Comedian Amy Schumer said she will not appear in any Super Bowl commercials this year in solidarity with free agent NFL quarterback Colin Kaepernick and other players participating in national anthem protests against social injustice.
Schumer explained her stance in a lengthy Instagram post amid reports that pop star Rihanna had turned down an offer to perform during the Super Bowl Halftime Show in solidarity with Kaepernick, who has not appeared in an NFL game since 2016. The 37-year-old comedian called on white NFL players to join protestors in kneeling during the anthem, arguing that players who abstain are “complicit” in systemic racism.
“I personally told my reps I wouldn’t do a Super Bowl commercial this year. I know it must sound like a privilege a—sacrifice but it’s all I got,” Schumer wrote. “Hitting the NFL with the advertisers is the only way to really hurt them.”
It’s unclear if Schumer had already received offers to appear in Super Bowl commercials during the game next February. She last appeared in a Super Bowl commercial in 2016 on behalf of Bud Light, an NFL advertiser.
Advertisers paid an estimated $5 million for a 30-second commercial during last year’s Super Bowl. The game regularly ranks as the most-watched television program of the year, drawing more than 100 million viewers globally.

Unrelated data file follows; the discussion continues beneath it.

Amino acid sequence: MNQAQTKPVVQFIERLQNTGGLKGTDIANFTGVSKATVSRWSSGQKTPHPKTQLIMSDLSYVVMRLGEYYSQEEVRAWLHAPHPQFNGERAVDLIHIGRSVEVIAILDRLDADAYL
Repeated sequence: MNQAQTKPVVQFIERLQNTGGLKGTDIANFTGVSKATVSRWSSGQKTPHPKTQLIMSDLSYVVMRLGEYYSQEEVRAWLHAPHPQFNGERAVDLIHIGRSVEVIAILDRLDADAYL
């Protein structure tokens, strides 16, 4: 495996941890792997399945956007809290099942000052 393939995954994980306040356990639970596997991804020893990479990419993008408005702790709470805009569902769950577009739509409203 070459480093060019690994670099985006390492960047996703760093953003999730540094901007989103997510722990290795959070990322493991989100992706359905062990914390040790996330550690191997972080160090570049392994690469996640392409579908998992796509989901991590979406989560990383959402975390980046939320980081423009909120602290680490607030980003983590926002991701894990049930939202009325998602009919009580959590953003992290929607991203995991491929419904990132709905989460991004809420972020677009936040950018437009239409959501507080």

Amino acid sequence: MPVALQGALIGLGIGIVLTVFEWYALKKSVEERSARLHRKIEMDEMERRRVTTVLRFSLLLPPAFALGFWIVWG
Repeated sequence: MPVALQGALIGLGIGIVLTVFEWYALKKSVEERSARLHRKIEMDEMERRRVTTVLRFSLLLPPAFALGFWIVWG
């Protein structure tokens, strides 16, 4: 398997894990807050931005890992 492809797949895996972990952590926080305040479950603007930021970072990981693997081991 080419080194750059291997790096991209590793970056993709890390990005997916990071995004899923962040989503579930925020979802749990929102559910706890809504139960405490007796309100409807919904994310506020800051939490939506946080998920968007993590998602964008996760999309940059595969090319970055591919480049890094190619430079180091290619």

Schumer isn’t the first prominent voice to take aim at the NFL’s advertisers over the anthem debate. In October 2017, Jemele Hill, then an ESPN anchor, called on the public to boycott NFL advertisers after Dallas Cowboys owner Jerry Jones said players who knelt during the anthem would face team discipline.
Kaepernick became the first NFL player to kneel during the national anthem in 2016, protesting police brutality and social injustice in America. Dozens of players later joined the protests, drawing the ire of President Trump and sparking efforts by NFL officials to revamp the league’s policy on in-game protests.
Some advertisers expressed concerned about the NFL’s handling of player anthem protests. Former Papa John’s CEO John Schnatter argued during a late 2017 earnings call that the NFL protests had hurt the pizza chain’s sales because of its high-profile sponsorship deal with the league. Months later, the two sides mutually agreed to end the partnership.
Anheuser-Busch established a customer service hotline for consumers to air their concerns about the beverage company’s relationship with the NFL, but later said it would stand by its partnership.